Immunity to infectious disease and cancer is dependent on a robust T cell response to clear the pathogen or compromised cells and establish a memory population to protect against future challenge. Understanding T cell biology including T cell activation, differentiation, and memory formation can thus guide future studies on the development of novel therapies to augment this response and impact immunological memory. Although studies demonstrate the contributions of both CD4+ and CD8+ T cells to the effector response and memory formation with pathogenic infection, many are focused on the CD8+ T cell compartment and fail to appreciate the contribution(s) of CD4+ T cells. Our studies recently identified PSGL-1 as an inhibitory receptor expressed on T cells and showed that deletion of PSGL-1 led to reduced exhaustion in both the CD4+ and CD8+ T cell compartments in the context of chronic virus infection with LCMV clone 13 (Cl13). This is evidenced by the ability of PSGL-1-deficient mice to clear LCMV Cl13 infection much earlier than their wildtype counterparts. However, this ability to clear the chronic infection is lost upon CD4+ T cell depletion, demonstrating the importance of this population in the immune response necessary for the resolution of infection. We also found that CD4+ T cells, like CD8+ T cells, display greatly enhanced effector responses to acute infection with LCMV Armstrong, with greater persistence of functional memory cells. The goal of the studies presented in this proposal is to further elucidate the contribution(s) of CD4+ T cells in both acute and chronic infection and memory generation and to further understand how PSGL-1-deficiency confers the capability to clear infection. To this end, the contribution of PSGL-1 deficient CD4+ T cells will be assessed using adoptive transfer of antigen-specific PSGL-1 deficient CD4+ T cells. As the CD4+ T cells population forms a more heterogenous population that is known to change with the temporal progression of infection, single-cell sequencing will be used to identify changes in CD4+ T cells. PSGL-1-deficient mice are capable of clearing LCMV Cl13 which otherwise establishes a chronic infection in wildtype mice; the mechanism(s) by which this occurs will be interrogated by studying changes in motility with PSLG-1-deficiency and the impact of antigen load. As PSGL-1 has been demonstrated to affect T cell activation and function, it represents a therapeutic target for altering T cell differentiation and memory formation; conditional deletion and antibody mediated modulation of PSGL-1 signaling will be studied in both acute and chronic models of infection to further elucidate the role PSGL-1 plays in the T cell compartment. The studies presented here offer a means to understand how modulation of PSGL-1 signaling could augment T cell function and memory generation and impact on the ability of CD4+T cells to augment CD8+ T cell responses that could be used in context of infection and cancer as well as vaccine design to improve overall immunity.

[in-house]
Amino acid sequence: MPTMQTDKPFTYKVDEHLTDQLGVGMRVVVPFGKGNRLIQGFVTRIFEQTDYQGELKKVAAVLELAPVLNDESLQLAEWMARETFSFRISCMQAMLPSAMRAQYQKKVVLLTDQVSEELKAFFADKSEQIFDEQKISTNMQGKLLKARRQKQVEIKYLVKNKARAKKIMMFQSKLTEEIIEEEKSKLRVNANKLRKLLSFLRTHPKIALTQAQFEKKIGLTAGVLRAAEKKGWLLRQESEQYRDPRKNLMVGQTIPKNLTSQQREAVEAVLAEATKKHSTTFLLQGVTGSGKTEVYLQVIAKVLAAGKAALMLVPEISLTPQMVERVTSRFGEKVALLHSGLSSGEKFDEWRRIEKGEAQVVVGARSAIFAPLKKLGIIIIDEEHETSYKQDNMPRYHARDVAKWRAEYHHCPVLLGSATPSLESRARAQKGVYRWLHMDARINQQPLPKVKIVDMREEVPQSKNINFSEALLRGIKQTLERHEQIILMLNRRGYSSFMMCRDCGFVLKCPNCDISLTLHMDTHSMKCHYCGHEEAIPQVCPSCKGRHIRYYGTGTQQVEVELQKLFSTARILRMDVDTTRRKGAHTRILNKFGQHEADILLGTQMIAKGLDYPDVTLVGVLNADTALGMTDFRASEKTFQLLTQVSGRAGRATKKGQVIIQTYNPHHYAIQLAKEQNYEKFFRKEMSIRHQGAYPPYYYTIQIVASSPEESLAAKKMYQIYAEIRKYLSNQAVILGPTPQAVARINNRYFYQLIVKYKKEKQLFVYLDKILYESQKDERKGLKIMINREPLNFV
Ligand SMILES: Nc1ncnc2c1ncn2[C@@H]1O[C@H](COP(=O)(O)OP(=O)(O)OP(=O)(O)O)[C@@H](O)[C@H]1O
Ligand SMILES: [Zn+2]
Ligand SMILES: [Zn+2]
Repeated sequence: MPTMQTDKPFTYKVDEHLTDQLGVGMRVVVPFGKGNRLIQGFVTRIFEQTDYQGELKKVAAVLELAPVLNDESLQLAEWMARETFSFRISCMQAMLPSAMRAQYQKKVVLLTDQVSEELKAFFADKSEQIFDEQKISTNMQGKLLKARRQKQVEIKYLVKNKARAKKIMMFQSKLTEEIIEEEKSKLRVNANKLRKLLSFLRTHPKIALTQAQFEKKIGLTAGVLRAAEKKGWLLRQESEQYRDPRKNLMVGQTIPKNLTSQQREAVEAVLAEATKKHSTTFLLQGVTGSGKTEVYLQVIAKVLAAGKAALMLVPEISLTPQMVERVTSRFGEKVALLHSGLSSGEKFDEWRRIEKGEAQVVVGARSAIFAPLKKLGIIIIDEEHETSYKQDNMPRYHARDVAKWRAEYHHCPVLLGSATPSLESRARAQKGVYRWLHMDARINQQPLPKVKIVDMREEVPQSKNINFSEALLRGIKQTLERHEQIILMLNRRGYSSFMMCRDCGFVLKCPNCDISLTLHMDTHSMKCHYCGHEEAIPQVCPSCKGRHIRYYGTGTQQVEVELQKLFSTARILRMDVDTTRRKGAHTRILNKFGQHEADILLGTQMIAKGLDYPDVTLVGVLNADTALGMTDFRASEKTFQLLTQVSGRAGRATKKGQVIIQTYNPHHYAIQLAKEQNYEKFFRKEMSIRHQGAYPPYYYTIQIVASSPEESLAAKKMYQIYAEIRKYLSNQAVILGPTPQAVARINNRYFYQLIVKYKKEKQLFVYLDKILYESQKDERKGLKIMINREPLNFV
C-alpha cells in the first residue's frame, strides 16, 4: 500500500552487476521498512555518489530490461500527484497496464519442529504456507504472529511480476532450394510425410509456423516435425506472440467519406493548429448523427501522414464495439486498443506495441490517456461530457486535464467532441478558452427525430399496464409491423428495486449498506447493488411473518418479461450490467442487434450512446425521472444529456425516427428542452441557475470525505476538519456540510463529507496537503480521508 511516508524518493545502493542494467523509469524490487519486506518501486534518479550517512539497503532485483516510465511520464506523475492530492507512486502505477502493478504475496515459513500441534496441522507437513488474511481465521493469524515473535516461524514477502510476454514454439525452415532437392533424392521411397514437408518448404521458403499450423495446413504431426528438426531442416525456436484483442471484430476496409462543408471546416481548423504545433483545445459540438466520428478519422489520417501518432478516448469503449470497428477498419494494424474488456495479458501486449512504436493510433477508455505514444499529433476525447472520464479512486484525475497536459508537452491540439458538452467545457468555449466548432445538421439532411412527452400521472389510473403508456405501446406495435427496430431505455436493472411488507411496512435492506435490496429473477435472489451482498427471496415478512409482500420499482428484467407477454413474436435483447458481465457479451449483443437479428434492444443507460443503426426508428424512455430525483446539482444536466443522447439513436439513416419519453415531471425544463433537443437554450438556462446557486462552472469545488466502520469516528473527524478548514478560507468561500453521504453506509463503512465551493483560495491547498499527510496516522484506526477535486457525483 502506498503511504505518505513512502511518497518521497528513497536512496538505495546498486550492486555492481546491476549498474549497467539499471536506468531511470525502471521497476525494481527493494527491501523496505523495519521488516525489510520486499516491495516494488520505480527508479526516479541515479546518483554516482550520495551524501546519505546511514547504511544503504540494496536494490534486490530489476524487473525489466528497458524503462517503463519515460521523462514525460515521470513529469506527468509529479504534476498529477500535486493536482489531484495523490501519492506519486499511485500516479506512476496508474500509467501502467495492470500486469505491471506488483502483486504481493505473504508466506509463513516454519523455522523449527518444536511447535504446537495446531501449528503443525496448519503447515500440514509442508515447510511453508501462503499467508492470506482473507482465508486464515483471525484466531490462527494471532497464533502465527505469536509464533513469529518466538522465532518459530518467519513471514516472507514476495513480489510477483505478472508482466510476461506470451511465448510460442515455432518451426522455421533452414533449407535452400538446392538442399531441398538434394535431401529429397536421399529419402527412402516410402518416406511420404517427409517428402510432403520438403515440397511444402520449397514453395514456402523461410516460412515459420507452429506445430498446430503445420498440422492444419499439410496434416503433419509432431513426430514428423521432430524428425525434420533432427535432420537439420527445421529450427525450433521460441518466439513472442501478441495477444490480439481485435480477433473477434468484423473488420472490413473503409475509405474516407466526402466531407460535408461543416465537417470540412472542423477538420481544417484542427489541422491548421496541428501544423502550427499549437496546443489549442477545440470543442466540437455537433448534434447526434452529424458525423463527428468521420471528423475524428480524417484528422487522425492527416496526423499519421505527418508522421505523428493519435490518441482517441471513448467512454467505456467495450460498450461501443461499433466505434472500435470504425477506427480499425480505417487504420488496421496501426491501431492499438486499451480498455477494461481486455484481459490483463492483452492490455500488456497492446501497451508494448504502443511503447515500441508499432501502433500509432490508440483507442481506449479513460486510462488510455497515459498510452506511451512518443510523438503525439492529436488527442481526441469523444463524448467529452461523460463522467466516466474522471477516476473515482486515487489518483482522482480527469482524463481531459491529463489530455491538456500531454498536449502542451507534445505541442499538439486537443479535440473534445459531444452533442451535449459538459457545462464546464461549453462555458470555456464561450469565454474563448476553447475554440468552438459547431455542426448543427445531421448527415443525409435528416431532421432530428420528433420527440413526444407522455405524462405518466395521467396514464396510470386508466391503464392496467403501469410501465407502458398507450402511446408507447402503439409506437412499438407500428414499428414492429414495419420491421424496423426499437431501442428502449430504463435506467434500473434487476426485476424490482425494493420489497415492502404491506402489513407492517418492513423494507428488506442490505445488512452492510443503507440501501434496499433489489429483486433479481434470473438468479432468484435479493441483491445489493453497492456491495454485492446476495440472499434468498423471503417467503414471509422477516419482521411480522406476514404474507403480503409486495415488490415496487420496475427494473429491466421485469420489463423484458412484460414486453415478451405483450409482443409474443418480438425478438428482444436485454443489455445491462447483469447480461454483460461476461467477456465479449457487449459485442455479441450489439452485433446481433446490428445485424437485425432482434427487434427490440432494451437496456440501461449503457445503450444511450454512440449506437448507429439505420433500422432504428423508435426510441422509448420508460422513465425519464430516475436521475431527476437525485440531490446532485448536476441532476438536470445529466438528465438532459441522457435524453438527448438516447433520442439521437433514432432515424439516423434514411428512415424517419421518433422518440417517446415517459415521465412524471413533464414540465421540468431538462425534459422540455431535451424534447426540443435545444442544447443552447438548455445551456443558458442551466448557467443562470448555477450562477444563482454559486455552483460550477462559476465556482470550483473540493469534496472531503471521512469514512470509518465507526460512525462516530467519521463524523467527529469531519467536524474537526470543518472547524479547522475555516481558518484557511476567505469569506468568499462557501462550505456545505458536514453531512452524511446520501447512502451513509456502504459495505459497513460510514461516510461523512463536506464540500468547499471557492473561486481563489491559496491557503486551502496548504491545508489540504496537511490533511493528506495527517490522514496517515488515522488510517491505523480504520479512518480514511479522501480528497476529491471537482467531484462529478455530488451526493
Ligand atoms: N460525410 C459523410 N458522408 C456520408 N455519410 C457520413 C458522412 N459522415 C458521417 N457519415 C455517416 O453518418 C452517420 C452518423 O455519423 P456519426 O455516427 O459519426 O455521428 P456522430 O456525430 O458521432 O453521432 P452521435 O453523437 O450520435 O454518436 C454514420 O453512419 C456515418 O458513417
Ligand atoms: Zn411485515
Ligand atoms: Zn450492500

T cells form a crucial part of the adaptive immune response to both acute and chronic pathogenic infections. PSGL-1 is a recently discovered inhibitory receptor expressed by both CD4+ and CD8+ T cells and deficiency in PSGL-1 is shown to augment the T cell response. We hypothesize that altering PSGL-1 signaling in the T cell compartment, specifically in CD4+ T cells, can alter the immune response to pathogenic challenge in both acute and chronic infections.